“Let me educate you, dear colleague”

– How to educate a patient in tough scenarios like (husky voice) Sexual issues.

Sex, penis, vagina, orgasm, masturbation, condom, OCP, menstrual pads, periods etc. Go on, you’re free to add more words of the genre in your brain. Okay. Don’t get too excited or too embarrassed. This is not erotica. (At least that’s what we were told)

But there’s a need for people to get comfortable in the usage of these words so that the stigma associated with them could be reduced. 

(Oh, come on! These are private and intimate things that are supposed to be talked about in a hush tone. These liberals and their attitudes. God!)

No. This is not about the freedom and liberty to talk about these. This is because the stigma associated brings about a lot of complications making one end up in an STD clinic, Gynaecology OPD or the Psychiatry OPD. And the latter is again attached with added stigma. Okay, let’s not touch that nerve. For now.

Coming back. Repeat aloud after me. “Sex, penis, vagina, orgasm, masturbation, condom, OCP, menstrual pads, periods etc”. Also know them in the native and local languages where you are, not the abusive slang versions but the polite, acceptable ones.

Fun Fact: So many words associated with sex down there, but do you know which the best sex organ is? “Brain”. Yes, such a gender-neutral thing. But it’s true. Not kidding. More on this in some other edition.

Sex Education (not the Netflix series); proper inclusive sex education is important because there are numerous myths and misconceptions about sex derived from picking up knowledge on sex via improper means like ignorant peers, pornographic websites, uneducated religious netas, social media etc. (Maybe that Netflix series would help?)

In India, we come across a certain culture-bound syndrome called ‘Dhat Syndrome’. Usually seen in young males who present with non-specific symptoms which do not have any objective signs. Underneath they would have dysfunctional beliefs like blaming themselves for masturbation, that nocturnal emissions are bad and that fatigue is caused due to loss of semen through these means. In addition, they have anxiety symptoms, feeling that there is loss of semen through urine and faeces, burning sensation in the penis, difficulties in sexual intercourse, excessive scrutiny of the external genitalia about the size, shape and appearance. They refuse to marry because they feel like they can’t have satisfactory intercourse with their partners. In order to check themselves, they go towards illicit encounters like unprotected intercourse with commercial sex workers and when the combination of pre-existing anxiety and fear of failure, discovery and associated guilt results in a failed sexual intercourse, their beliefs get reinforced. They also reinforce their beliefs by seeking validation of their theory from friends, relatives and medical practitioners. There’s a fairly large amount of literature available on Dhat Syndrome. Since it takes a whole long time before the patient ends up in a Psychiatry OPD, it would be far better for the patient if there were simple treatment techniques available that could be administered by the first medical practitioner that he comes across.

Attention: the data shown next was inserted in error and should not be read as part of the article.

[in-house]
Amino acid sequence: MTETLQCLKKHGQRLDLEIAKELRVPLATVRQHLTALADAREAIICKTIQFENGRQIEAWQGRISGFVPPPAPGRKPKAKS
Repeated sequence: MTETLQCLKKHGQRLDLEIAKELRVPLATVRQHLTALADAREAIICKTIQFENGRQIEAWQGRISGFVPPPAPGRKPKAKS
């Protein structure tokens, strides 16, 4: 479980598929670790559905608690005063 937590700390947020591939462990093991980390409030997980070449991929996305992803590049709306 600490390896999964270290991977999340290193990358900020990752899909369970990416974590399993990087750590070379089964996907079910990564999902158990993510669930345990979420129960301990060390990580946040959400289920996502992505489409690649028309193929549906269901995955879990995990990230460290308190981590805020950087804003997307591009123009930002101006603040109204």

This is the purpose of this article. To educate you, dear colleagues about a brief psychotherapeutic technique to help the patients with Dhat Syndrome. 

It comprises just two sessions. One where the patient visits you and the other where you ask the patient to visit you. 

During the first session, if you pick up on points favouring Dhat syndrome, try to create a good rapport with the patient. For this to be achieved, you need to ask and actively listen without showing signs of dismissal or that would embarrass the patient. It is for this purpose that the clinician needs to familiarise oneself with respectful, decent vocabulary for penis, vagina, penetration, semen, masturbation, nocturnal emission etc. The key to asking a sexual history is to be frank and straightforward. (Lot of people have this doubt. How to get sexual history? The answer is: Just ask like any other history. Ensure privacy and confidentiality. That’s all.)  If you hesitate and treat it like a taboo topic, you can’t win the trust of the patient neither the history nor obtain therapeutic alliance. If you’re a female, educate the patient that you’re a professional and have experience in these areas.